-jay
     
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  14. viewfly

    viewfly Mobile RF Advisor
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    Sounds good. I normally charge in the morning, while I shower, etc. Doesn't take to long really.
    I agree, charge overnight if that works better for you.
     
  15. dayrun

    dayrun New Member

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    I was told that when you first get a new battery you should completely charge the battery and let it completely deplete and then recharge 3 times to "train" the battery correctly and prolong it;s life. It's especially important as the battery gets closer to the end of its life. Is this incorrect? :confused:
     
  16. RadioEngineer

    RadioEngineer Junior Member
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    That advice applies to only Ni-Cad and NiMH batteries which exhibit a characteristic called charge memory. Modern Lithium ion types do not require user intervention for charge management and do not exhibit this memory effect. With these modern batteries, the charger and the battery work together automatically to manage the battery. It is even OK to "top off" a lithium ion battery, and they do not need a "keep alive trickle charge" after being charged fully and rapidly.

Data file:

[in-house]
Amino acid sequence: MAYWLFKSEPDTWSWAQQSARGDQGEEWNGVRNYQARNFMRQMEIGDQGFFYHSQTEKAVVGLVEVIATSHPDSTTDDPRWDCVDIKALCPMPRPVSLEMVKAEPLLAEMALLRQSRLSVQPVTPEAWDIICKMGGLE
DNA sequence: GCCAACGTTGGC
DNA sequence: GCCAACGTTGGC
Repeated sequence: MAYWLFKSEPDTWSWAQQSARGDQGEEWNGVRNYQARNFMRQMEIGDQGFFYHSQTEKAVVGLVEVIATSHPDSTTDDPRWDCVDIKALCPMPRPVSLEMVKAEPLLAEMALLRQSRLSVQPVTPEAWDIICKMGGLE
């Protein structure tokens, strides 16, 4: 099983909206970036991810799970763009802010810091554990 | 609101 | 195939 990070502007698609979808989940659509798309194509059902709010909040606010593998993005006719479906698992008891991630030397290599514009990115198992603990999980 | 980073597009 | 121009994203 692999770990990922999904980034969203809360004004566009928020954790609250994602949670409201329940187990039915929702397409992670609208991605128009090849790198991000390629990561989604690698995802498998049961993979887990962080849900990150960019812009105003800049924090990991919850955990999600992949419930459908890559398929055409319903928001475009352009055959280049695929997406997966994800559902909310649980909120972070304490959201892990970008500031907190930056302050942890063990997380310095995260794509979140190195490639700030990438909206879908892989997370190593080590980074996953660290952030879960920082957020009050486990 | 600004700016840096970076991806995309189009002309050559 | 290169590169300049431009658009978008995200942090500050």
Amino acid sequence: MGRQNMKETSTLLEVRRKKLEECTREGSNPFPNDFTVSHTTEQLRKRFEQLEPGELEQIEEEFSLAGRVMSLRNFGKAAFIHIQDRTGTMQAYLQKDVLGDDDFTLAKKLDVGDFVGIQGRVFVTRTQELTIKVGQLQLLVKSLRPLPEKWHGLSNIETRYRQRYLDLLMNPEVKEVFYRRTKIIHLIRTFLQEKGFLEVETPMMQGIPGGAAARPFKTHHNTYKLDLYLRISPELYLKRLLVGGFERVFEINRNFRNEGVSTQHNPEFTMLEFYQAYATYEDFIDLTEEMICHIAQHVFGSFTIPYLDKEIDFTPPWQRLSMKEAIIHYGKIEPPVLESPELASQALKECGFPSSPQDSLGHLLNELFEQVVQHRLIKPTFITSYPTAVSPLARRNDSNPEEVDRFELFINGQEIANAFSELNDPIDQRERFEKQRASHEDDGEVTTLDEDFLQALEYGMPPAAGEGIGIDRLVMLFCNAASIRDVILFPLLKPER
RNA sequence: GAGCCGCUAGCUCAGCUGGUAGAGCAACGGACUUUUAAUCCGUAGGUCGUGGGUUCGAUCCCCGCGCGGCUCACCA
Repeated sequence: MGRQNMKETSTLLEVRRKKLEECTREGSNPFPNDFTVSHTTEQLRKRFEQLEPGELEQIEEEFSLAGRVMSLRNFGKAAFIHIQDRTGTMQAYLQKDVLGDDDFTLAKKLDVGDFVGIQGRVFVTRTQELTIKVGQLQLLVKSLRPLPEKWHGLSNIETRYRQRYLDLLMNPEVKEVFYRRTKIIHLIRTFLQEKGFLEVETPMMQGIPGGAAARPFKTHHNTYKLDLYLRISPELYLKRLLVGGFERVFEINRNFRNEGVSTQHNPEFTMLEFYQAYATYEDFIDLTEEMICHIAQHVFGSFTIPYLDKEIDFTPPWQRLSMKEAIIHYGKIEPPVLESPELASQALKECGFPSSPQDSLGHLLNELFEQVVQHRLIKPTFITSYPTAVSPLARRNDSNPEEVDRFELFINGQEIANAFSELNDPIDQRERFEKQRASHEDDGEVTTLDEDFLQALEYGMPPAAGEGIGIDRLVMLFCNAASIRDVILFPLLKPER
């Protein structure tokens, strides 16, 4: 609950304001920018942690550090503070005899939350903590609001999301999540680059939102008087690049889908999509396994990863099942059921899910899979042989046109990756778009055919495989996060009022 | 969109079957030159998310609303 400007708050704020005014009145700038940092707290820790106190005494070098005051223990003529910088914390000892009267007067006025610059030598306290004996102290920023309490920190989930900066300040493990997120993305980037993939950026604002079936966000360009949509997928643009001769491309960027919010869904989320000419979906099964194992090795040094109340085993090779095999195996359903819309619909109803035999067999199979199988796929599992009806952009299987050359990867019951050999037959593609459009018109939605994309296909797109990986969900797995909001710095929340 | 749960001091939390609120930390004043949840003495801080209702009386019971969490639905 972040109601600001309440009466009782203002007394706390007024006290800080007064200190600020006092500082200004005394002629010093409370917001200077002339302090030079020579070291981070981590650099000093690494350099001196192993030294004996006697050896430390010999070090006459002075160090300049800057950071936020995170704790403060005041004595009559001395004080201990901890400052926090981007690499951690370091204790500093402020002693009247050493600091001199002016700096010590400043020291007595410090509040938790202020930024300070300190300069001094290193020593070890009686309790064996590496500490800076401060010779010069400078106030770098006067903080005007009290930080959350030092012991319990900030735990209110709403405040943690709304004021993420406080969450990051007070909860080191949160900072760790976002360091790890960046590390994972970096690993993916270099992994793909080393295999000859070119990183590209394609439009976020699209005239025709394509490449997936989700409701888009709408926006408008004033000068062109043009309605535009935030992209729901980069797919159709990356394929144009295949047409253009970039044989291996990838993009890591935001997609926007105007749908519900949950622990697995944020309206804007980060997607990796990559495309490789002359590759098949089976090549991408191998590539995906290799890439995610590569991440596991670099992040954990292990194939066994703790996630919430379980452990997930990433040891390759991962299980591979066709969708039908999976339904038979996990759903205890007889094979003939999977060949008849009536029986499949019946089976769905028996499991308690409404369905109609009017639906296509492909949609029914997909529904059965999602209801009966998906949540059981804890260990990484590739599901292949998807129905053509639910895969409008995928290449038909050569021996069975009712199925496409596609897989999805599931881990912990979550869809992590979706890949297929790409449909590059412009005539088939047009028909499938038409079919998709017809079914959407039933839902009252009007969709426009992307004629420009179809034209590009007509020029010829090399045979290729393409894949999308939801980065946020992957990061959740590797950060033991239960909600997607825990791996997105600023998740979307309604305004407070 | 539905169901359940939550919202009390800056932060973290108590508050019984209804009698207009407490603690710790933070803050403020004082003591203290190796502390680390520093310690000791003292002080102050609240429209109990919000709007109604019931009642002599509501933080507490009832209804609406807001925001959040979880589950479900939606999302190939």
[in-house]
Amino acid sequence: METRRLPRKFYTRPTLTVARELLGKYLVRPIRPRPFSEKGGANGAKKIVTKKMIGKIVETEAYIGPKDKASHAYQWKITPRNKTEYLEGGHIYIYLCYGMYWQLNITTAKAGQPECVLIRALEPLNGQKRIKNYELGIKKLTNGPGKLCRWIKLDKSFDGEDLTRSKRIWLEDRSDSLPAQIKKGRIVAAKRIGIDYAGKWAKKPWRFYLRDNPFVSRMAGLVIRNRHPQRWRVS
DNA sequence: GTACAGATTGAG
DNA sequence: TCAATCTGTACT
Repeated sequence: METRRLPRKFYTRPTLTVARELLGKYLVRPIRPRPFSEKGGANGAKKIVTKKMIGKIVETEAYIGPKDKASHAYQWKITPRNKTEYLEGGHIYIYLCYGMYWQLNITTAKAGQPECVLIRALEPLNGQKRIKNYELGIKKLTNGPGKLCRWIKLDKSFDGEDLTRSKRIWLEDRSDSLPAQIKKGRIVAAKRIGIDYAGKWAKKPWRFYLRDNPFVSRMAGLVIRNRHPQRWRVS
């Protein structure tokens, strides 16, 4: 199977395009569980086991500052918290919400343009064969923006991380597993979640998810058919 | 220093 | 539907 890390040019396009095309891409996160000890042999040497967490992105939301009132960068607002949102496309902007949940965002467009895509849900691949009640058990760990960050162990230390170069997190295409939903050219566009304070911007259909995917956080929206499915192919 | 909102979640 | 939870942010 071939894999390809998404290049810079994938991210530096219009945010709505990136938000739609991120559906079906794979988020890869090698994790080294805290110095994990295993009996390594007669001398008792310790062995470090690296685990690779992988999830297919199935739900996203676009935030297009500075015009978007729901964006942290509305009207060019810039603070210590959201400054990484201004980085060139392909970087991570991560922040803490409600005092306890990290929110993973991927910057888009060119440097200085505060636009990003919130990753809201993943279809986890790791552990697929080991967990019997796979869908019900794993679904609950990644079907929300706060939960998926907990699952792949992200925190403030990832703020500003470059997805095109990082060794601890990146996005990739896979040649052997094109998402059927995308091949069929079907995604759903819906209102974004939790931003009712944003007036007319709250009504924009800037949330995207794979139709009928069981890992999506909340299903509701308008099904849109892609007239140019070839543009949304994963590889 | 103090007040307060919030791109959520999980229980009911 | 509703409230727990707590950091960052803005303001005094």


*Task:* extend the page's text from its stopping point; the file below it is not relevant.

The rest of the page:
Bill Signal Bars R Us
     
  17. viewfly

    viewfly Mobile RF Advisor
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    You are right. But you only do that with a new Li-ion battery, the type used today in phones. After that, do not let it get to deep discharge very often. It is better to charge frequently, even with only a partial discharge. Li-ion batters have no memory to worry about.

    From the Nokia phone manual, Nokia 6131:

    Charging and discharging

    "Your device is powered by a rechargeable battery. The full performance of a new battery is achieved only after two or three complete charge and discharge cycles. The battery can be charged and discharged hundreds of times, but it will eventually wear out. When the talk and standby times are noticeably shorter than normal, replace the battery. Use only Nokia approved
    batteries, and recharge your battery only with Nokia approved chargers designated for this device."

    Best,

    VF
     
  18. RadioEngineer

    RadioEngineer Junior Member
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    Thanks Viewfly for providing the actual OEM information.
    I have never seen that advice regarding Li Ion batteries before. I am curious why Nokia does not "train the batteries" at the factory when shipping the new batteries. It does not make sense to me for the end user to have to do this, or why the heck they even ask this to be done at all. This is not the first time I have seen OEM advice I find questionable in user manuals. This will not harm the battery, but I see no reason for the procedure from my experience with these batteries in other applications